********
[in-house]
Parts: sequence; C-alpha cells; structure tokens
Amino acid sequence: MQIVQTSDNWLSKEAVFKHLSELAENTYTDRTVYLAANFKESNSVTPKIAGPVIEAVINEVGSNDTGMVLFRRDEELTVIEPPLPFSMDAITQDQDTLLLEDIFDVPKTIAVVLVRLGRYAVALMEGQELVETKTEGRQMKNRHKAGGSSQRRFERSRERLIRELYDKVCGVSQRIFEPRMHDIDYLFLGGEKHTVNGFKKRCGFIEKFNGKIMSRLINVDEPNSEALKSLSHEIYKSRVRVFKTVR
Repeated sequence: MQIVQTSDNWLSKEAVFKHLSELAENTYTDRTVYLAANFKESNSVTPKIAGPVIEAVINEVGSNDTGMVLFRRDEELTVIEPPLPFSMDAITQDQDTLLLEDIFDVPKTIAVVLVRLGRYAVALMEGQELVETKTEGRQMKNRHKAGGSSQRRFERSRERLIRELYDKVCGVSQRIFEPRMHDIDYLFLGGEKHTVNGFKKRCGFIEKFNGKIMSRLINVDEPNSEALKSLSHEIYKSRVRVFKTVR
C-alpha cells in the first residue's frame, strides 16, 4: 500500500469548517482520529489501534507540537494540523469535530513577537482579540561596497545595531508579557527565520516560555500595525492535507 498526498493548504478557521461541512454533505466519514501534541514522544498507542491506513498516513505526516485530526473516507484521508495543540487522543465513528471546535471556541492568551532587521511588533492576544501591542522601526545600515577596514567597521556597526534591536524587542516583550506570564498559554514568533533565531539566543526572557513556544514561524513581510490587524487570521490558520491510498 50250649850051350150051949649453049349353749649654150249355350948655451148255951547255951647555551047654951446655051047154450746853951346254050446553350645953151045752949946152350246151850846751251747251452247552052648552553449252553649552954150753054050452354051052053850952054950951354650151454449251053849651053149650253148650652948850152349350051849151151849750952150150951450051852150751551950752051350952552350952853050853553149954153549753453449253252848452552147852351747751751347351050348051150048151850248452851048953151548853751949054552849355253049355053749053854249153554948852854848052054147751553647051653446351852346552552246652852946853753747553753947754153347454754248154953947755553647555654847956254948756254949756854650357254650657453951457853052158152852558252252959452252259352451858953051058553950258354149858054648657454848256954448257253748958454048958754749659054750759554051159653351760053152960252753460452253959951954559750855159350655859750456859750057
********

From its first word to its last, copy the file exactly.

[in-house]
Parts: sequence; C-alpha cells; structure tokens
Amino acid sequence: MQIVQTSDNWLSKEAVFKHLSELAENTYTDRTVYLAANFKESNSVTPKIAGPVIEAVINEVGSNDTGMVLFRRDEELTVIEPPLPFSMDAITQDQDTLLLEDIFDVPKTIAVVLVRLGRYAVALMEGQELVETKTEGRQMKNRHKAGGSSQRRFERSRERLIRELYDKVCGVSQRIFEPRMHDIDYLFLGGEKHTVNGFKKRCGFIEKFNGKIMSRLINVDEPNSEALKSLSHEIYKSRVRVFKTVR
Repeated sequence: MQIVQTSDNWLSKEAVFKHLSELAENTYTDRTVYLAANFKESNSVTPKIAGPVIEAVINEVGSNDTGMVLFRRDEELTVIEPPLPFSMDAITQDQDTLLLEDIFDVPKTIAVVLVRLGRYAVALMEGQELVETKTEGRQMKNRHKAGGSSQRRFERSRERLIRELYDKVCGVSQRIFEPRMHDIDYLFLGGEKHTVNGFKKRCGFIEKFNGKIMSRLINVDEPNSEALKSLSHEIYKSRVRVFKTVR
C-alpha cells in the first residue's frame, strides 16, 4: 500500500469548517482520529489501534507540537494540523469535530513577537482579540561596497545595531508579557527565520516560555500595525492535507 498526498493548504478557521461541512454533505466519514501534541514522544498507542491506513498516513505526516485530526473516507484521508495543540487522543465513528471546535471556541492568551532587521511588533492576544501591542522601526545600515577596514567597521556597526534591536524587542516583550506570564498559554514568533533565531539566543526572557513556544514561524513581510490587524487570521490558520491510498 50250649850051350150051949649453049349353749649654150249355350948655451148255951547255951647555551047654951446655051047154450746853951346254050446553350645953151045752949946152350246151850846751251747251452247552052648552553449252553649552954150753054050452354051052053850952054950951354650151454449251053849651053149650253148650652948850152349350051849151151849750952150150951450051852150751551950752051350952552350952853050853553149954153549753453449253252848452552147852351747751751347351050348051150048151850248452851048953151548853751949054552849355253049355053749053854249153554948852854848052054147751553647051653446351852346552552246652852946853753747553753947754153347454754248154953947755553647555654847956254948756254949756854650357254650657453951457853052158152852558252252959452252259352451858953051058553950258354149858054648657454848256954448257253748958454048958754749659054750759554051159653351760053152960252753460452253959951954559750855159350655859750456859750057